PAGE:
A large circle on the bar wall offers a crucial design element unifying the space. The scale of the circle balances the weightiness of the massive bar. Radiant light offsets and enhances the circle, giving the illusion that it is floating in air. The circle’s LED under-lit shelves provides plenty of space for the liquor bottles, and the offset shelving allows for additional personal items to be displayed.

By adding the walnut shell and lights to the existing metallic wood console table, it became repurposed and connected to the bar area.

Two guitars on an adjacent wall, mounted on a wooden circle, became a piece of art grounding the empty space leading to the guest bathroom.

To satisfy the clients, who are avid sports fans, the most challenging part of the basement’s theater space was to showcase their collection of jerseys while allowing the ability to watch multiple televisions at once. At the center of this design, I strived to cultivate a sensory experience that transcends the utilitarian functionality of the theater setting. Contemporary aesthetics find a careful balance of personal whims and fancies in the second of the basement’s main spaces. Relaxing here, the homeowners feel like they are in a high-end Las Vegas casino private suite while watching their favorite teams play.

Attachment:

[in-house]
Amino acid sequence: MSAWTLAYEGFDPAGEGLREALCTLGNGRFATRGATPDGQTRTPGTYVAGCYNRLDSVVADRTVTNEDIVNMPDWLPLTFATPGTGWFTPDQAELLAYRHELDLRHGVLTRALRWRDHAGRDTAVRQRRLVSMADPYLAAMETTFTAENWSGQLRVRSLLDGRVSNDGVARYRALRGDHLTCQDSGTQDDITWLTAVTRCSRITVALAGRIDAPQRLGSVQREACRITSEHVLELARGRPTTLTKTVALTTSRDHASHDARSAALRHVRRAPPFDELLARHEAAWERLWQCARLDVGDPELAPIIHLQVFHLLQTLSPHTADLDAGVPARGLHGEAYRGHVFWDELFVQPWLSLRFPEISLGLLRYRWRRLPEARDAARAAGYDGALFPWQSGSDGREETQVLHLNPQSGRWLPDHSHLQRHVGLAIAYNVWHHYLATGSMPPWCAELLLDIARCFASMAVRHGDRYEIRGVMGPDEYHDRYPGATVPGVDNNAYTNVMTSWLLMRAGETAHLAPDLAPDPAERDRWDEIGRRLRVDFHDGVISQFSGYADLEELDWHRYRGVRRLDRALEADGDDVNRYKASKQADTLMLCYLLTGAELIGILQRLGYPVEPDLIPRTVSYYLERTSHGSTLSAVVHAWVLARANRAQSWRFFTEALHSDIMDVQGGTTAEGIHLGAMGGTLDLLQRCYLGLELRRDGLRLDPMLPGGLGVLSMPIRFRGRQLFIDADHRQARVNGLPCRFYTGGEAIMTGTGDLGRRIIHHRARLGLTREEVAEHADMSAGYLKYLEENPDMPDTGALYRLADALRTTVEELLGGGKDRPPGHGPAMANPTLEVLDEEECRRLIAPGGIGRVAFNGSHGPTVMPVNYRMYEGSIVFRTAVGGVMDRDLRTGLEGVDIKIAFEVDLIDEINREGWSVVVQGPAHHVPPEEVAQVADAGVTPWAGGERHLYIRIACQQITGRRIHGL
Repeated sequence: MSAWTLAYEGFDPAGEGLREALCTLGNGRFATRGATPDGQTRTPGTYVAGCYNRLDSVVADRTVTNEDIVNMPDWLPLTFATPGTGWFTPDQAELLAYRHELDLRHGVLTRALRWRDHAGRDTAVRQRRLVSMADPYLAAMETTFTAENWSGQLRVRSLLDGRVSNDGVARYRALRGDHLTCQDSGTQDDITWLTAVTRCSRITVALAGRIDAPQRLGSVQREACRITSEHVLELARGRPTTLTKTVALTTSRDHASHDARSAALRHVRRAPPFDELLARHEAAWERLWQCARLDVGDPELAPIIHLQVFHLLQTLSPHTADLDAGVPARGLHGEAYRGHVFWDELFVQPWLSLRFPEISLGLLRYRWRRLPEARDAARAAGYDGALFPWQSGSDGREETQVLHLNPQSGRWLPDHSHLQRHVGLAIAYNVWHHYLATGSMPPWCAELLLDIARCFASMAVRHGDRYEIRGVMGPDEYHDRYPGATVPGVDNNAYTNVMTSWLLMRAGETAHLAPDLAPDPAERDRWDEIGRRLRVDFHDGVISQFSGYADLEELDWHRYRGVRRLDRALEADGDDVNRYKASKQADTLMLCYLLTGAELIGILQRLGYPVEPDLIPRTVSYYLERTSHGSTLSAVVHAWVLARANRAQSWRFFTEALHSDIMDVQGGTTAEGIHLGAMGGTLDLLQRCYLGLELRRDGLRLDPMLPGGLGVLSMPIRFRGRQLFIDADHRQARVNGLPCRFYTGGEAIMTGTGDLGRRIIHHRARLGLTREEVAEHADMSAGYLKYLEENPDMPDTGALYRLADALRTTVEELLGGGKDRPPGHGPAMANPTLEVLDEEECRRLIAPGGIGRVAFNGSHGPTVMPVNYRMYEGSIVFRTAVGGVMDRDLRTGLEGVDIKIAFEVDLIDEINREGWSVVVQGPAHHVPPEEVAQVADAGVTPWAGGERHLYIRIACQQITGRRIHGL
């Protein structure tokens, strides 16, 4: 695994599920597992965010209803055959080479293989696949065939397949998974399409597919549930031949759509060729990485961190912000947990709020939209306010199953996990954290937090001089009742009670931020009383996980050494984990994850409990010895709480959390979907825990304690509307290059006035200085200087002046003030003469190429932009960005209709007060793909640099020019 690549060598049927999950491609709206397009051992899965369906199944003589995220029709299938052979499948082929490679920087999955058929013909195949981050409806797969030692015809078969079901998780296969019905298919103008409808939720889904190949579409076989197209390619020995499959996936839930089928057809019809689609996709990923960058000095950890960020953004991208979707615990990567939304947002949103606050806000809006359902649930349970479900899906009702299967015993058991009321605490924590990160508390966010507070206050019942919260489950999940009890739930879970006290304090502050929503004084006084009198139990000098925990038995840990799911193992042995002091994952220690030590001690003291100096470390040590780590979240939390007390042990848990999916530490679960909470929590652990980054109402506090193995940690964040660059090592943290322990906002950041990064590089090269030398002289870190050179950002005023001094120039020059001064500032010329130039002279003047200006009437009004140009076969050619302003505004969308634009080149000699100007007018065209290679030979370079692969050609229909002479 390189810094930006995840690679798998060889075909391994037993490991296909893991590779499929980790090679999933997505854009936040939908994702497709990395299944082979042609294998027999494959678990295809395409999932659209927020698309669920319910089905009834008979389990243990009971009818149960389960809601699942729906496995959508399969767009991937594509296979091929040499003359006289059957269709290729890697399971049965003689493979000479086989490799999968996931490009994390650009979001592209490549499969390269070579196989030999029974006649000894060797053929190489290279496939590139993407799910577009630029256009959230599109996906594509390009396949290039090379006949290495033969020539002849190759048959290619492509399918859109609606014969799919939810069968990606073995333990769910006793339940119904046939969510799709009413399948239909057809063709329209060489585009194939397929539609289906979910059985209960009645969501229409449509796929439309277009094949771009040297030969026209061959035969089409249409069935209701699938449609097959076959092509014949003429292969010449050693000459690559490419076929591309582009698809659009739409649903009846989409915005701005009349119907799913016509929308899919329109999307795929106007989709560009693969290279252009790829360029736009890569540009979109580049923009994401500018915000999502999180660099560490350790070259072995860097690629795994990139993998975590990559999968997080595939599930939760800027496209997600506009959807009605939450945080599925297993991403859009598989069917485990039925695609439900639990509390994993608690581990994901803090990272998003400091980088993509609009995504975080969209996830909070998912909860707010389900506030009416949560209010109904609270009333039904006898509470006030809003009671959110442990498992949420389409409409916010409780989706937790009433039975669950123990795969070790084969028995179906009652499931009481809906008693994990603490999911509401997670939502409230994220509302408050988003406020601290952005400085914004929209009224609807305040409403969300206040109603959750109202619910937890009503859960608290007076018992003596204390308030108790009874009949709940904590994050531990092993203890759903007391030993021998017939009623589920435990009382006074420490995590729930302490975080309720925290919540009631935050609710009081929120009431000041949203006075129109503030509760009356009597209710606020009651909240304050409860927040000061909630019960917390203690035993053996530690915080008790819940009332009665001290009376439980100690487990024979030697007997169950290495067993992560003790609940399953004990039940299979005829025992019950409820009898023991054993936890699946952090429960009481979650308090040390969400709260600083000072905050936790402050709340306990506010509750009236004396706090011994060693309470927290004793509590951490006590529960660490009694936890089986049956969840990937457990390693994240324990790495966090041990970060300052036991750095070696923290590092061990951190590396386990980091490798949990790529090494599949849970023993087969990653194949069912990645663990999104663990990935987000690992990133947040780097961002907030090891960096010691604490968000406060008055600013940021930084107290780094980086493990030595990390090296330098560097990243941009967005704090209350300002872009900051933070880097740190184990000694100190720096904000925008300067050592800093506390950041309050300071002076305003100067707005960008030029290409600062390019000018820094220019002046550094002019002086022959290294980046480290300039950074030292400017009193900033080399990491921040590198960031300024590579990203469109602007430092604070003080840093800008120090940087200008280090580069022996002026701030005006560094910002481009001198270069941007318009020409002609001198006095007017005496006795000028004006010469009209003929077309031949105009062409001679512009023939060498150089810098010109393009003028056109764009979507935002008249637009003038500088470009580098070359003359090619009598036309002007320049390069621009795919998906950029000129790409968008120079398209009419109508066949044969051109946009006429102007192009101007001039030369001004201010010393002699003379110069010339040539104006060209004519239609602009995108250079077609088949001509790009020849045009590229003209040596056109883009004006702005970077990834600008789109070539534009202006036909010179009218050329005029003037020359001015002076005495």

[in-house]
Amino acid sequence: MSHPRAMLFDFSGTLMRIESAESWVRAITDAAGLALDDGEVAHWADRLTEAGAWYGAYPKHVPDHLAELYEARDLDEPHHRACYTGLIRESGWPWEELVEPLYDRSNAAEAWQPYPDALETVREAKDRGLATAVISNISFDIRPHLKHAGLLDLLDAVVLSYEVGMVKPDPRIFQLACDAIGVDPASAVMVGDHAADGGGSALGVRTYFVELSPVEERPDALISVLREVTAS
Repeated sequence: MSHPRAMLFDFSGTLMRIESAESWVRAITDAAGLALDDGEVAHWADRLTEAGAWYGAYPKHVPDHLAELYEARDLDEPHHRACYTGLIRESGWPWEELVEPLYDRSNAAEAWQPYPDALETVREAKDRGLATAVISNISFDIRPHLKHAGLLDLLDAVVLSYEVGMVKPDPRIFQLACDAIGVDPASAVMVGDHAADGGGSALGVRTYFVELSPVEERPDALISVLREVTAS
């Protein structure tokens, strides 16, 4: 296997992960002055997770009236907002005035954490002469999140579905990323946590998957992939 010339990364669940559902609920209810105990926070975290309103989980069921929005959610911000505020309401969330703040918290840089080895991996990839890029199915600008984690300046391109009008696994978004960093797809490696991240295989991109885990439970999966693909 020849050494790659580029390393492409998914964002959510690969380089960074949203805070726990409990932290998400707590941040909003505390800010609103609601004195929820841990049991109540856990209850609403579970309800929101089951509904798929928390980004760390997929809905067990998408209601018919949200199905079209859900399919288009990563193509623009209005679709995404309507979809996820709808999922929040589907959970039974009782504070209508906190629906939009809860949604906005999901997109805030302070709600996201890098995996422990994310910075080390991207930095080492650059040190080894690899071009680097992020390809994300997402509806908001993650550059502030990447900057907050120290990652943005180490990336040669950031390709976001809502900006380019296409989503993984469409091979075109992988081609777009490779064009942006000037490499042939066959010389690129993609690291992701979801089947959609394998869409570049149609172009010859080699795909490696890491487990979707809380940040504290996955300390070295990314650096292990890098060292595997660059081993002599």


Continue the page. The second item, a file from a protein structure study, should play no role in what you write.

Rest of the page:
The design conceptualization for the theater and display area stems from a faithful adherence to well-defined boundaries. JaDecor wall covering offers remarkable appearance with excellent acoustical properties. The round custom fiber optics and the dark-oak Melinga panels in the ceiling add spectacular visual interest to the space that once was a rectangle tray.

I really wanted the sports theater walls to properly light their jersey collection—which changes annually—while not interfering with the theater environment. Back-lighting the twelve individual panels with LED strip lights cleverly works into the overall aesthetic. The picture lights illuminate the symmetry of the jerseys and provide a side drop for the TV wall.

The purposeful ornamentation of the jerseys provides a dramatic display satisfying even the most discerning homeowner.

The experience of the finished project is such an amazing space to entertain and enjoy life with family and friends.

From the bar to the theater, and across the entire basement, the overall design embodies simplicity and modern functionality, leaving a lasting impression that makes you want to enjoy the space in good company.

The end result achieves the client’s goal of balancing personal expression and functional glamour with youthful exuberance. It is a welcoming space for any time of the day—and any season—for many years to come.

Visit artisticodesign.net to see more of the designer’s work.

This article was printed in the July/August 2017 Edition of Omaha Home.

Eye Vibe

Photography by Sarah Lemke

Twenty-six-year-old Omaha native Michael Garrett isn’t simply a photographer—he’s a visual communicator. “I’m a photographer, graphic designer, content creator, and  overall creative,” he says.

The son of a hardworking single mother, the University of Nebraska-Omaha senior grew up around 18th and Pinkney streets and the now-defunct projects near 30th and Lake streets. Eventually, he transferred to South High School, where he experienced yet another segment of Omaha’s  diverse demographic. Despite his challenging circumstances, he managed to beat the odds and will soon be the first college graduate in his family.